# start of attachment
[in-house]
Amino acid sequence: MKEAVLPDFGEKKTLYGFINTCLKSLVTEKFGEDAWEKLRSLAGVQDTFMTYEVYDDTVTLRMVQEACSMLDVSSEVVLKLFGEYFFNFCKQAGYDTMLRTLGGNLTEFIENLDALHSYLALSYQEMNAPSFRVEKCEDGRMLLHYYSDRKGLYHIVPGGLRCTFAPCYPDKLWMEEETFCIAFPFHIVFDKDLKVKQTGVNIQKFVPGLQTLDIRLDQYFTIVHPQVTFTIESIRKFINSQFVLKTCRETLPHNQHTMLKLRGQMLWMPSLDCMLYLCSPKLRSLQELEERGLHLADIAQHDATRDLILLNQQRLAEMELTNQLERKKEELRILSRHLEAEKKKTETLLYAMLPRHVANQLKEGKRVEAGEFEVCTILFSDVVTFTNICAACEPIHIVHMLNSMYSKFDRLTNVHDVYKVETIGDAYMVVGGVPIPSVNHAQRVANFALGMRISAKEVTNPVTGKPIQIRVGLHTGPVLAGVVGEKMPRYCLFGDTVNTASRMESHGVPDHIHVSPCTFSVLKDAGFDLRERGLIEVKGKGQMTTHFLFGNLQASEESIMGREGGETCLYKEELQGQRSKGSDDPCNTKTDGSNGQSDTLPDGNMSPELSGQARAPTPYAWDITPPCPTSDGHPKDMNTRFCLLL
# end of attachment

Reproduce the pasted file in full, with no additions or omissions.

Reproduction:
[in-house]
Amino acid sequence: MKEAVLPDFGEKKTLYGFINTCLKSLVTEKFGEDAWEKLRSLAGVQDTFMTYEVYDDTVTLRMVQEACSMLDVSSEVVLKLFGEYFFNFCKQAGYDTMLRTLGGNLTEFIENLDALHSYLALSYQEMNAPSFRVEKCEDGRMLLHYYSDRKGLYHIVPGGLRCTFAPCYPDKLWMEEETFCIAFPFHIVFDKDLKVKQTGVNIQKFVPGLQTLDIRLDQYFTIVHPQVTFTIESIRKFINSQFVLKTCRETLPHNQHTMLKLRGQMLWMPSLDCMLYLCSPKLRSLQELEERGLHLADIAQHDATRDLILLNQQRLAEMELTNQLERKKEELRILSRHLEAEKKKTETLLYAMLPRHVANQLKEGKRVEAGEFEVCTILFSDVVTFTNICAACEPIHIVHMLNSMYSKFDRLTNVHDVYKVETIGDAYMVVGGVPIPSVNHAQRVANFALGMRISAKEVTNPVTGKPIQIRVGLHTGPVLAGVVGEKMPRYCLFGDTVNTASRMESHGVPDHIHVSPCTFSVLKDAGFDLRERGLIEVKGKGQMTTHFLFGNLQASEESIMGREGGETCLYKEELQGQRSKGSDDPCNTKTDGSNGQSDTLPDGNMSPELSGQARAPTPYAWDITPPCPTSDGHPKDMNTRFCLLL